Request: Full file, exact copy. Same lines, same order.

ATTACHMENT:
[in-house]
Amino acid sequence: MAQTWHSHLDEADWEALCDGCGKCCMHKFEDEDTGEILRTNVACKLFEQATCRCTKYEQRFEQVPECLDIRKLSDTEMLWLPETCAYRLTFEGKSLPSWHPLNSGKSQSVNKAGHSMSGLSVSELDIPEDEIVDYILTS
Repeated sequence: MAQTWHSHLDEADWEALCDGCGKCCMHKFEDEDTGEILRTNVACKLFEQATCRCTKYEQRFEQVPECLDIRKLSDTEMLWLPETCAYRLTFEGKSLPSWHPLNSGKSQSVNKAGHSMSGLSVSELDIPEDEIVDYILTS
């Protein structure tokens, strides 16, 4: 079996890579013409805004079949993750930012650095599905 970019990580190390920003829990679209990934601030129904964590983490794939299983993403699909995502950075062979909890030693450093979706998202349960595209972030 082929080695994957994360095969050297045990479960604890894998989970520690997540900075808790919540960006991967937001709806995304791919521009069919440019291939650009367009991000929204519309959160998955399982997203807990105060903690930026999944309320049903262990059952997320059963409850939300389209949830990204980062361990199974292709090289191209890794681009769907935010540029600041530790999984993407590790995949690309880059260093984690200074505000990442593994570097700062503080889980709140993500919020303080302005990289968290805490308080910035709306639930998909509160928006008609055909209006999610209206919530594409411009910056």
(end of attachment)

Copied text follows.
[in-house]
Amino acid sequence: MAQTWHSHLDEADWEALCDGCGKCCMHKFEDEDTGEILRTNVACKLFEQATCRCTKYEQRFEQVPECLDIRKLSDTEMLWLPETCAYRLTFEGKSLPSWHPLNSGKSQSVNKAGHSMSGLSVSELDIPEDEIVDYILTS
Repeated sequence: MAQTWHSHLDEADWEALCDGCGKCCMHKFEDEDTGEILRTNVACKLFEQATCRCTKYEQRFEQVPECLDIRKLSDTEMLWLPETCAYRLTFEGKSLPSWHPLNSGKSQSVNKAGHSMSGLSVSELDIPEDEIVDYILTS
């Protein structure tokens, strides 16, 4: 079996890579013409805004079949993750930012650095599905 970019990580190390920003829990679209990934601030129904964590983490794939299983993403699909995502950075062979909890030693450093979706998202349960595209972030 082929080695994957994360095969050297045990479960604890894998989970520690997540900075808790919540960006991967937001709806995304791919521009069919440019291939650009367009991000929204519309959160998955399982997203807990105060903690930026999944309320049903262990059952997320059963409850939300389209949830990204980062361990199974292709090289191209890794681009769907935010540029600041530790999984993407590790995949690309880059260093984690200074505000990442593994570097700062503080889980709140993500919020303080302005990289968290805490308080910035709306639930998909509160928006008609055909209006999610209206919530594409411009910056």